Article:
@phip2816, lol you state that the other user who talked about it is uninformed and then you ask which features of desktop has been removed, win8 users like you pretend to be so undoctrinated for the sake of promoting the product that you own... theres a word for that im sure, you figure it out which.
Perhaps it's just me but I stayed with Microsoft Windows operating systems just because it's what I knew best. Growing with the different versions the basic principals of operation have always remained the same, UNTIL NOW. If I had known how difficult an operating system Windows 8 was and how at every turn I am being sold something, I would have bought a MAC learning the new system would have been the same without an antivirus. I do believe Apple finally have the edge on Microsoft.
I use windows 8 on an old Dell D630 laptop w/2GB RAM and it works well. Once you get to use it and know where things are. If you can't find what you want go to that "annoying" Start/metro screen and just start typing. It will find it for you. If it is something you use a lot, pin it to the Start screen or the desktop taskbar. I really like it. Also using Windows 2012. You go, Microsoft. I'm on your side.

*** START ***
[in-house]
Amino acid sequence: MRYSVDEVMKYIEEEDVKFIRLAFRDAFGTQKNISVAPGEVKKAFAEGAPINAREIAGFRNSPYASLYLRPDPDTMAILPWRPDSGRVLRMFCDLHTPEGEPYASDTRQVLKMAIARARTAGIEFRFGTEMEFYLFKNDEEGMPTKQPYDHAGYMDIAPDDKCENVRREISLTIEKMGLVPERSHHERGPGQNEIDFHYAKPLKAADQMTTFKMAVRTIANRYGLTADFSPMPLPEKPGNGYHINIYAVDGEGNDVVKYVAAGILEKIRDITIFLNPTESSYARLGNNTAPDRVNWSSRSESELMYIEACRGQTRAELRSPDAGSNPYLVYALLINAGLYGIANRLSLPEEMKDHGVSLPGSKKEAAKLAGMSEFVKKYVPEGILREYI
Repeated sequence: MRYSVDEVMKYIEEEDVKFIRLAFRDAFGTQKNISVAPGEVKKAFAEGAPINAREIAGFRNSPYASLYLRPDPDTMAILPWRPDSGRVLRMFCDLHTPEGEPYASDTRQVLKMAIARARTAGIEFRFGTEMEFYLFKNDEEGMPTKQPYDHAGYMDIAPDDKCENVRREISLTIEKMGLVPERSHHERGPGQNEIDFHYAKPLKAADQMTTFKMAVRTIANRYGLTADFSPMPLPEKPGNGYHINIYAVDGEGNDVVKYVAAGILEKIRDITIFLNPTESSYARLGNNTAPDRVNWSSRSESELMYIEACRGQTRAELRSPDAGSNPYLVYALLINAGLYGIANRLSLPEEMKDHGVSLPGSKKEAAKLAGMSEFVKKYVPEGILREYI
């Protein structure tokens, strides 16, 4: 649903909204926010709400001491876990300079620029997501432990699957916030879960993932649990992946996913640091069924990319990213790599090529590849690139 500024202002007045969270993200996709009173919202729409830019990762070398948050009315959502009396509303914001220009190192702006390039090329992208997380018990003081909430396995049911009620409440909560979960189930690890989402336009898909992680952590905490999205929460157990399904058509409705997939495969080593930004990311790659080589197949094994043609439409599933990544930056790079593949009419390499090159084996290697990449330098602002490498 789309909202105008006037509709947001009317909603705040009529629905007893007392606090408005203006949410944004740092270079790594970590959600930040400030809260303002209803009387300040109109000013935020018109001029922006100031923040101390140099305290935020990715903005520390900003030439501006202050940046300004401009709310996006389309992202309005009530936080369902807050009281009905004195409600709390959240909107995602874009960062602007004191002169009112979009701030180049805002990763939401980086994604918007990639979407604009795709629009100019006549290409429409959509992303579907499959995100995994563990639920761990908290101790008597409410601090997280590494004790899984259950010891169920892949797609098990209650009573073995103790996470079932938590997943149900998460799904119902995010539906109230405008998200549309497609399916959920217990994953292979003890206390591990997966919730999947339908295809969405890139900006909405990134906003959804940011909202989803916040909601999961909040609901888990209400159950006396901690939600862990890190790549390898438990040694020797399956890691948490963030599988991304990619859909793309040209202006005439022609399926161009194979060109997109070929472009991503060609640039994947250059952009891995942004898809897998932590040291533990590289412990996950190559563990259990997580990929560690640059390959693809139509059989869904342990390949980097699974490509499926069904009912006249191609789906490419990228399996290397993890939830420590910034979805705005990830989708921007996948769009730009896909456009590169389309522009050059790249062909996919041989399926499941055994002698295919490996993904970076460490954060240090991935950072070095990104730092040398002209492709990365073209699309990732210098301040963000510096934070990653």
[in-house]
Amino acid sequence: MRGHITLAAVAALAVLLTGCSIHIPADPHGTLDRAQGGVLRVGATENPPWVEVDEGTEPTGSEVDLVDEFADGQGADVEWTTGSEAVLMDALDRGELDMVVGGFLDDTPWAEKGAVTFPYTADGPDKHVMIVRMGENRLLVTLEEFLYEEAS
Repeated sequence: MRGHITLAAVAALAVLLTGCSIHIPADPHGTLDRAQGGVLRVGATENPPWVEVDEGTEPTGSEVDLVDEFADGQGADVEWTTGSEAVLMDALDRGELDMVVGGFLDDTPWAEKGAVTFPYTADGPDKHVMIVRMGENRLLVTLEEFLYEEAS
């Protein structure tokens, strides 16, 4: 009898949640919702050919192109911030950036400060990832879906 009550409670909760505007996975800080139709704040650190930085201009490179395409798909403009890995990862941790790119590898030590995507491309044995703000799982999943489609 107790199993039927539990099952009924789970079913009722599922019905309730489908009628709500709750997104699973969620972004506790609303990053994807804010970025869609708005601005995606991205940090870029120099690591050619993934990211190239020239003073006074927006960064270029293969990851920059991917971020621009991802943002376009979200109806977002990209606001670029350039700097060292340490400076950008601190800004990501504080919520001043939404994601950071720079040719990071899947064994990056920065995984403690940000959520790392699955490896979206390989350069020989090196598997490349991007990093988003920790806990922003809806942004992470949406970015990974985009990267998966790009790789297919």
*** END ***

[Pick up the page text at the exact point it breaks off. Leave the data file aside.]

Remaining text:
@jjbowles Specifically which Desktop features are missing?
@phip2816, Go read again. There is some good discussion. I never stated I didn't like Win8 like many on here, but I do think they pulled the desktop features prematurely for legions of corporate users. It comes down to choice and it has been taken away.
Windows 8 is the an absolute joy to use. I have an older Toshiba Satellite duo core 64bit system with 4GB of RAM and my laptop's performance is better. I verified this via the Windows Experience index. My laptop is faster in Win 8 than in Win 7. I forgot to mention that I partitioned my drive in order to install Windows 8 without disturbing my Windows 7 installation.
jjbowles I reviewed your blog and found it to be the ranting's of an uniformed user. You don't need a Start Button and when you use the desktop app it is every bit the same as previous versions of Windows only faster.